Full on festival
With the ‘Senses and Soul’ Colombo Music Festival just days away, festival founder and director Haadia Galely tells the Mirror Magazine that everything is falling into place. It’s an exciting time as artists begin to arrive and the last of the tickets go on sale. A festival on this scale is still something so new to many Sri Lankans and Haadia believes it hasn’t quite sunk in yet, but hopes to see local audiences come pouring in anyway. The grand opening concert on August 24 with the Gypsy Kings All Star Band at Water’s Edge at 6:30 pm marks the beginning of four days dedicated to music across 16 locations, featuring over a 100 artists from 17 countries.
We are spoilt for choice and it’s hard to pick the must see events, but the Nelum Pokuna will host some great concerts – keep an eye out for a pop extravaganza at ‘Living Legends in Popular Music’ on August 24 and ‘Mesmerizing Melodies of the Mahabharath’ on August 25 featuring the award winning Rahjesh Vaidhya on the Veena with Kaushiki Desikan. The calendar is packed full of dazzling artists and performers. Events are happening all around the main concerts. Aside from a series of workshops designed to up the skills and knowledge of musicians – amateur, semi-professional and professional – there are also fun activities for children and their families and lots to see, do and eat. (Buying a ticket to a concert at Water’s Edge gives you access to the fun activities on their grounds.)
“It’s a carnival basically,” says Haadia, “it’s a little bit of everything.” It’s easy to imagine how a festival this ambitious might be hard to pull together, but executive committee member Arun Dias believes Sri Lankans will simply love it. Like summer music festivals held abroad, he hopes this one too will introduce listeners to new music and a whole new approach to concerts. Unlike traditional shows where you pay to hear one person alone, “this one has so much variety that even in the space of two hours you could have heard three acts,” says Arun. “It’s never been done here before and certainly not on this scale,” he adds.
The festival has found many enthusiastic supporters. “We’ve been rewarded by a fair number of volunteers who’ve come forward,” says Arun. “Once they understood what needed to be done, they just take the ball and run.” Support has also poured in from foreign embassies and institutions such as the Fulbright, who have encouraged their musicians and teachers to participate. Composer, arranger and former trumpet player Evan Solot was a Fulbright Scholar and has been in Sri Lanka for the last week. He will be one of the visiting lecturers conducting workshops during the festival.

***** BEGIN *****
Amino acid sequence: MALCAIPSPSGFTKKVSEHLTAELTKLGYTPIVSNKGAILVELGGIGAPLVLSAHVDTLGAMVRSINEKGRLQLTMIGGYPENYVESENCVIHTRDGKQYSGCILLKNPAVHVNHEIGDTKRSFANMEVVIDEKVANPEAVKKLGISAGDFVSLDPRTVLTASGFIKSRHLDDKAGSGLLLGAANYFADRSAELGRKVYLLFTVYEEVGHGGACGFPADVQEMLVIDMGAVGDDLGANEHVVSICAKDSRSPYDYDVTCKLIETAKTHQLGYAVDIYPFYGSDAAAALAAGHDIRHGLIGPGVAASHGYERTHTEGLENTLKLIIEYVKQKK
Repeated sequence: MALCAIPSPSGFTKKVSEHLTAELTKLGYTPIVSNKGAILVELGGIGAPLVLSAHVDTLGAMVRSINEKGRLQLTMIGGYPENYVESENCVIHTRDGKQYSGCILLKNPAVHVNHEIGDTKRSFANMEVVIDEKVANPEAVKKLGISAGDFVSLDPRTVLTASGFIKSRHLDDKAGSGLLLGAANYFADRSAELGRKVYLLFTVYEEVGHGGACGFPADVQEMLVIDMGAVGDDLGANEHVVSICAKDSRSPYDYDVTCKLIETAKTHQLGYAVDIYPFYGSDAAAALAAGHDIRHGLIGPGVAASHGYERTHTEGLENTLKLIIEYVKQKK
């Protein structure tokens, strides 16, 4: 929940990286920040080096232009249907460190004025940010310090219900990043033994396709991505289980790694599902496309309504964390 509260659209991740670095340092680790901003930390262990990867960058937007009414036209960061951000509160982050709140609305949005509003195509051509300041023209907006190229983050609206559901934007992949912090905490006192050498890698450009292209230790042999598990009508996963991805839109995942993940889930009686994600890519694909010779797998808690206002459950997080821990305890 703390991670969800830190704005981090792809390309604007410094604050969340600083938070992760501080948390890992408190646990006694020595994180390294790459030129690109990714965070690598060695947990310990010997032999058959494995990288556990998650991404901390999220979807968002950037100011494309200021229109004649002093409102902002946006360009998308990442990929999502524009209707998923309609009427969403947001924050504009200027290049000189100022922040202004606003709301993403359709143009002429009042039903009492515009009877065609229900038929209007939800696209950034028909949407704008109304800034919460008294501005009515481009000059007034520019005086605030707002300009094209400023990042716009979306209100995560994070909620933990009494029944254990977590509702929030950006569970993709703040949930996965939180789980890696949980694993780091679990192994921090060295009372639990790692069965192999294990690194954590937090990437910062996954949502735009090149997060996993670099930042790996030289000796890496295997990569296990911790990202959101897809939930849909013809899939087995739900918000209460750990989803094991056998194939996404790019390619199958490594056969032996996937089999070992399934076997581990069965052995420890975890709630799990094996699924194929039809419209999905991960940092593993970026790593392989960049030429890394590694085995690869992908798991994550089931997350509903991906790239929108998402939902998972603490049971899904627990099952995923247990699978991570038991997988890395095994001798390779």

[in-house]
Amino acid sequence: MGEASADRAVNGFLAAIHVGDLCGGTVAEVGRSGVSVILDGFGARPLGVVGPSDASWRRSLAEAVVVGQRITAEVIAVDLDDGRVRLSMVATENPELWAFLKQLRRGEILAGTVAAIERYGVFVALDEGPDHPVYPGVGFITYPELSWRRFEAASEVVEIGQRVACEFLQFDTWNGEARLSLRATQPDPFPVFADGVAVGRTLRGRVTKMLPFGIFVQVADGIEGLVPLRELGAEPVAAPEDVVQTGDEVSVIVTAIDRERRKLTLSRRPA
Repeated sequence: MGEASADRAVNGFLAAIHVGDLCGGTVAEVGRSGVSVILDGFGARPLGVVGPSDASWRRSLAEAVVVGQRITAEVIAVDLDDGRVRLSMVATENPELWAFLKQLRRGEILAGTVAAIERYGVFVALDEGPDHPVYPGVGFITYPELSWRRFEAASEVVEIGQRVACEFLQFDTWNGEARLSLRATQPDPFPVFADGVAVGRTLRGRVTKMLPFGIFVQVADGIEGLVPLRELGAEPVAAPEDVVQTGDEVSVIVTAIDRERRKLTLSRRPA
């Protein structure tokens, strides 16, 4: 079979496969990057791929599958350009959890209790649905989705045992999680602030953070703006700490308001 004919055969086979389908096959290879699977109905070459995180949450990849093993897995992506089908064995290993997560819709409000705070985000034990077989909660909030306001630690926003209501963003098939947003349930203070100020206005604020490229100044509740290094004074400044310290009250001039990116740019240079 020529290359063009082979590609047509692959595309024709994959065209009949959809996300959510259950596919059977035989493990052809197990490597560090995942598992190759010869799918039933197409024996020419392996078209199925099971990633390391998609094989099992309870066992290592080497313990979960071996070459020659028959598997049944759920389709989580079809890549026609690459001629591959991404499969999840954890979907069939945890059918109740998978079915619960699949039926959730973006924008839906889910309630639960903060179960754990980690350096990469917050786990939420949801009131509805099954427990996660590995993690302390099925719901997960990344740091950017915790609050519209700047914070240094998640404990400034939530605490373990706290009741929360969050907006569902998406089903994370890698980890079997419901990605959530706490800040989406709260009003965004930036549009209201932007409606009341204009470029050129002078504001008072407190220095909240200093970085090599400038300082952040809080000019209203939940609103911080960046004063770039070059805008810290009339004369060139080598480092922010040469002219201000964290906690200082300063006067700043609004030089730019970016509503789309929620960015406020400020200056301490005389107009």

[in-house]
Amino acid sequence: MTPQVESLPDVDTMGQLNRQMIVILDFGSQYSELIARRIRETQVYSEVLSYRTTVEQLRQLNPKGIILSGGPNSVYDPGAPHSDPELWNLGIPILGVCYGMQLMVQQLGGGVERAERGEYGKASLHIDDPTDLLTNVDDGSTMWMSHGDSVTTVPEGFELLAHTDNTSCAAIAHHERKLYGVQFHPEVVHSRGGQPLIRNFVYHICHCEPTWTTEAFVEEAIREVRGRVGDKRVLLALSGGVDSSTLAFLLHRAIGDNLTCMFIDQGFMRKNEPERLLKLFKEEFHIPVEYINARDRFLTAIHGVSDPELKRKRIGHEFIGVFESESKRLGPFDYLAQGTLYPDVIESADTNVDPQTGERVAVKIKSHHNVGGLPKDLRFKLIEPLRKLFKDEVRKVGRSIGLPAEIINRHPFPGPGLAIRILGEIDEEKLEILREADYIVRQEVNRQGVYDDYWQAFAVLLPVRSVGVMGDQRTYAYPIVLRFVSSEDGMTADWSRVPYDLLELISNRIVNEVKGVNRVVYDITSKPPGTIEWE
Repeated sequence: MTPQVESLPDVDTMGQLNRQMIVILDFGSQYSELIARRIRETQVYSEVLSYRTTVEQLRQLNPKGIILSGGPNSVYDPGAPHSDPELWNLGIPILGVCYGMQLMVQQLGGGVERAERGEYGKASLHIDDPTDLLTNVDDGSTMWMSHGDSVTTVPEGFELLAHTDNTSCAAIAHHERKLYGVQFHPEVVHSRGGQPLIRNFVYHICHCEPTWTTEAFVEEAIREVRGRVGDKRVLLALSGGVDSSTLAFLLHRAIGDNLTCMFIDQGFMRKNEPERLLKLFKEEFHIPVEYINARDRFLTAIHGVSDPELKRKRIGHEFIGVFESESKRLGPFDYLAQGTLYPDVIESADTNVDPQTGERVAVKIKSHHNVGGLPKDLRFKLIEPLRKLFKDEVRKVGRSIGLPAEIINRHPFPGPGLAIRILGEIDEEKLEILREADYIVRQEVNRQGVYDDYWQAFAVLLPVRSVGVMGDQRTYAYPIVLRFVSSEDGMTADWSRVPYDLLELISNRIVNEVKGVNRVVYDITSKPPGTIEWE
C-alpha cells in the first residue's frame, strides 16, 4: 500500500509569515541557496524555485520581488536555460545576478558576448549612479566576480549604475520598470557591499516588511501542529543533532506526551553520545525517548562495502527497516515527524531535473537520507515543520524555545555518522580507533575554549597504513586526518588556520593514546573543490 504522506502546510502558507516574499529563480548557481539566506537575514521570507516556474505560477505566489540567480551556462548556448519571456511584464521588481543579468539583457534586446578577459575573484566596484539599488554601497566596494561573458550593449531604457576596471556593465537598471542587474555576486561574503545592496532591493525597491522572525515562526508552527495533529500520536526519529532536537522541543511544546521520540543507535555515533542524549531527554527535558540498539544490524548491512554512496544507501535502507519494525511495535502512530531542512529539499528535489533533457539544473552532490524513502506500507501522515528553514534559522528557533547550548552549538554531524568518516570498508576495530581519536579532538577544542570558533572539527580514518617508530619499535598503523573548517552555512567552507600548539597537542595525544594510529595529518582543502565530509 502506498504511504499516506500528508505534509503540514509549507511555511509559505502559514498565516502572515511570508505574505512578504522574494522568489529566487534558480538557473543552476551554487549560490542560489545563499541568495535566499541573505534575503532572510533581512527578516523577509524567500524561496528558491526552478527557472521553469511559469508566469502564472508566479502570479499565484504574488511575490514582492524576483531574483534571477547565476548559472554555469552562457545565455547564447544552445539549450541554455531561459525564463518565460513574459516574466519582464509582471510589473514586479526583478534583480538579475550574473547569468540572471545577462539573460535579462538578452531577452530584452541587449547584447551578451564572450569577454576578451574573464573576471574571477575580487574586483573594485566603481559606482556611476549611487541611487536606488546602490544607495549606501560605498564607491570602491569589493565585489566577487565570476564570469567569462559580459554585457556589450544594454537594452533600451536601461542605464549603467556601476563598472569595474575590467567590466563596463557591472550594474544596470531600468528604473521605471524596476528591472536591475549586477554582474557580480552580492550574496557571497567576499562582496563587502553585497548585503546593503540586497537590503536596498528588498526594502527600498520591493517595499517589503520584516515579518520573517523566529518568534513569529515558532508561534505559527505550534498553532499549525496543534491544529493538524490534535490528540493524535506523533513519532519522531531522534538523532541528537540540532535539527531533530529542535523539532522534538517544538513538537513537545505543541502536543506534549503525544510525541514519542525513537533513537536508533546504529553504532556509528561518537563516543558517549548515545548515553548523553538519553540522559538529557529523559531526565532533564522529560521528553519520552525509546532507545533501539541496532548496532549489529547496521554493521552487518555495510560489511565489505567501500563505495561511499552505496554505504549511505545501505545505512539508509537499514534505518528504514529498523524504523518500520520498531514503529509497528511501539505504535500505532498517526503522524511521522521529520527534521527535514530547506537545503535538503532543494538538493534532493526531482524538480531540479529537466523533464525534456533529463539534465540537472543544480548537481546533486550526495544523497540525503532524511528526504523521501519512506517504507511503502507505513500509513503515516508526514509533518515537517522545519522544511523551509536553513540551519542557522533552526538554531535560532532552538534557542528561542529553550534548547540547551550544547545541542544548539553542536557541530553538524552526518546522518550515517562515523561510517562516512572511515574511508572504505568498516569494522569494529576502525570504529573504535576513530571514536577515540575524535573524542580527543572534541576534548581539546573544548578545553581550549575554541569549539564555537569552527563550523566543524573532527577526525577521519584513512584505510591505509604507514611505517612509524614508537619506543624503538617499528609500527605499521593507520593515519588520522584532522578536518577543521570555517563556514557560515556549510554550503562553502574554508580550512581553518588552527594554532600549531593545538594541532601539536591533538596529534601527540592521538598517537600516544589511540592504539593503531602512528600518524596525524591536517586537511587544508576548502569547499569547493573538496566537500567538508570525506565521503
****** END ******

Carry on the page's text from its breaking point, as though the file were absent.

Evan, who is currently the head of the composition department at the University of the Arts in Philadelphia, has toured with Bette Midler, Burt Bacharach and Frank Sinatra, and played the lead trumpet in the orchestras of more than 50 Broadway shows. “I write in a lot of different styles,” he says, explaining that his work covered the spectrum from pop records, to advertisement and right up to classical compositions. In each of his workshops, he’ll be focusing on different genres of music, including Pop, R&B, Jazz and Classical. Using his own music as an example, he hopes to walk participants through the process of creating and marketing their own compositions. “Six weeks ago I had no idea I was coming to Sri Lanka,” Evan says, but never having been to South East Asia before, he’s pleased to be here.
The festival has generated excitement outside the circles you’d expect as well. Sixty four members of the Photography Society of Sri Lanka (which has been around since 1906) will be covering every angle of the event. Panduka de Silva, the Course Director of the society says his members have enjoyed photographing the Festival’s Spirit competition. While the competitions organisers have been unearthing new talent, the photographers have been conducting experiments with lighting and learning how to shoot in less than perfect conditions. “So far so many have come in for the Spirit competition and the semi-finals and they have gained a lot,” he says. “I’m sure that it’s going to be a fantastic event where the photographers will be coming out with a new perspective of the whole event.”
The spotlight, however, is on the performers. Sri Lankan singer Ashanthi will be launching her cross over international album – Rock the World – under the aegis of Universal Records on August 24. “I think it’s going to be a really cool experience, with so many different musicians within so many different genres of music taking part at the Colombo Music Festival,” she tells the Mirror Magazine. “I think it’s something brilliant.” She’s excited about what it means for her country as well: “It’s my first music festival, especially in Sri Lanka. It’s on home ground and it makes me really proud to be a part of it, we’re really showing the world what Sri Lanka has in terms of talent.”
See the complete programme and the full list of artists visit-thecolombomusicfestival.com Tickets are available at Park Street Mews, Harpo’s Dutch Hospital, Hilton, Galadari, Dwellings and Waters Edge from August 7 onwards .
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